Did you client take out a loan against a life insurance policy? (Photo: iStock)Did your client take out a loan against a life insurance policy? (Photo: iStock)

No. 7: Policy loans

Policy loans, except from modified endowment contracts, generally are not treated as taxable distributions, even if the loan exceeds the policyowner’s cost basis in the policy.

See also: Not all life insurance loan provisions are created equal

No. 6: Distributions

Distributions or withdrawals under the contract at any time before death from policies that are classified as Modified Endowment Contracts (MECs) are taxed under the interest-first rule, even if they are not accompanied by a reduction in the face amount of coverage. In addition, if such distributions are received before age 59½, the taxable portion may be subject to an additional 10 percent penalty tax.

See also: Does your client have the right type of life insurance?

No. 5: LIFO

A withdrawal of cash values within the first fifteen policy years may be taxed on a last-in, first-out basis (LIFO), or under what is called the interest-first rule, if a reduction in the face amount of coverage accompanies the withdrawal. Specifically, in these cases a withdrawal will be taxable to the extent of gain in the policy. The excess is then treated as a nontaxable recovery of basis in the policy.

See also: 15 legal issues every life insurance policy should address

No. 4: FIFO

Withdrawals of cash values, when permitted, usually are taxed on a first-in, first-out (FIFO) basis, or under what is called the cost-recovery rule. Specifically, a withdrawal is considered to be a nontaxable recovery of cost basis or premiums until the policyowner’s entire cost basis has been withdrawn. Only then are additional withdrawals treated as taxable distributions of interest or gain in the policy.

Cash value increases in a life insurance policy, attributable to investment income, are not usually taxable income as long as the policy remains in force. (Photo: iStock)Cash value increases in a life insurance policy, attributable to investment income, are not usually taxable income as long as the policy remains in force. (Photo: iStock)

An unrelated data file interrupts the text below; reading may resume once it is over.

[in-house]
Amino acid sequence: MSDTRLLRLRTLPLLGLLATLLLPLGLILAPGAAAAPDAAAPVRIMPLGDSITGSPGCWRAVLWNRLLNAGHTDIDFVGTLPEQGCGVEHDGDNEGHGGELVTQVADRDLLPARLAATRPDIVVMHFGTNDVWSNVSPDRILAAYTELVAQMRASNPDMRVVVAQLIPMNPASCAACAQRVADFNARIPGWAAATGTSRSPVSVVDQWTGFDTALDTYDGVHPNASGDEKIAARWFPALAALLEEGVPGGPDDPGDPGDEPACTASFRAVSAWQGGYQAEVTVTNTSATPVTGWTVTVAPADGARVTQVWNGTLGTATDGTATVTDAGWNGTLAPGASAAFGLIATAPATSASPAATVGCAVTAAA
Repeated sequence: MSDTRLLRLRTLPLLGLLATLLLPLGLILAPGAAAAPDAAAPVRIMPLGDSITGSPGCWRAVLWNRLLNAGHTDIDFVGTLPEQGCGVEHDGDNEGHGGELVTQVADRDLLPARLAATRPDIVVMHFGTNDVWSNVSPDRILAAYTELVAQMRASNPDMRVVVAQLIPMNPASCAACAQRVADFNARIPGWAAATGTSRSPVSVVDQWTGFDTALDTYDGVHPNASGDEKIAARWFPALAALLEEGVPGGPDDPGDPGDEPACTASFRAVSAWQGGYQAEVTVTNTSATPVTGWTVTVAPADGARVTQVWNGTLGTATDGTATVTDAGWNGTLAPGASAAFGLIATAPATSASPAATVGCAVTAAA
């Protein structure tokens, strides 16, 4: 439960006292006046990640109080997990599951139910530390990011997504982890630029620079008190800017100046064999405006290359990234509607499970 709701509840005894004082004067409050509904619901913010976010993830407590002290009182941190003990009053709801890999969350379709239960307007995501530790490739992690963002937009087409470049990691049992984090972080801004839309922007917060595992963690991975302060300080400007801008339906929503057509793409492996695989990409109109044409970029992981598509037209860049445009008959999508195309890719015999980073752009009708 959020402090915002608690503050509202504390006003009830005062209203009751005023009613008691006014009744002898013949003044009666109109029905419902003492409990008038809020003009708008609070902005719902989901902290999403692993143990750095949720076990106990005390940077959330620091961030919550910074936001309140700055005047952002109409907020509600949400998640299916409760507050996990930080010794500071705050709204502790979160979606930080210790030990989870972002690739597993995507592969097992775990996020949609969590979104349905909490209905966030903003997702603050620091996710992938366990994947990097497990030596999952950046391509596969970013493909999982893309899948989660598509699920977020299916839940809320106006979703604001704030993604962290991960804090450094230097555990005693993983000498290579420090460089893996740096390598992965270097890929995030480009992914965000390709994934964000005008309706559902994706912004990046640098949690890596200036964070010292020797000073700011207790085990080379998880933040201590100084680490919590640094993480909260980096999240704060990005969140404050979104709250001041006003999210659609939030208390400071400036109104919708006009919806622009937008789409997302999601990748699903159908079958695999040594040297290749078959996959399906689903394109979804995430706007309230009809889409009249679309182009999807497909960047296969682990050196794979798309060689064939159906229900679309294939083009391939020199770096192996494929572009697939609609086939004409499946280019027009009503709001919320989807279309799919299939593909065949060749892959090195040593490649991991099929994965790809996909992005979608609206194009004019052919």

No. 3: Cash value increases

Cash value buildup in a life insurance policy generally enjoys an indefinite deferral from income taxation while it remains in force and an exemption from income taxation if the policy terminates in a death claim. However, if the policy is surrendered for cash, gain on the policy is subject to federal income taxation. Gain on a surrendered policy is the amount by which the net cash value payable plus any policy loan forgiven exceed the owner’s basis in the policy. Basis in the policy equals the premiums actually paid in cash less policyowner dividends and withdrawals recovered tax free, if any.

Related: Debunked: Dave Ramsey’s cash value life insurance advice

No. 2: Dividends

Dividends received by the policyowner generally are not subject to federal income taxation. Dividends are not usually taxable income until the aggregate of dividends paid exceeds the aggregate of premiums paid by the policyowner.

No. 1: Premium payments

In general, the tax law does not permit policyowners to deduct premium payments on life insurance policies. Notable exceptions are for premium payments for group life insurance provided by an employer for employees and for “bonus” payments to employees for payment of premiums under Code Section 162 plans.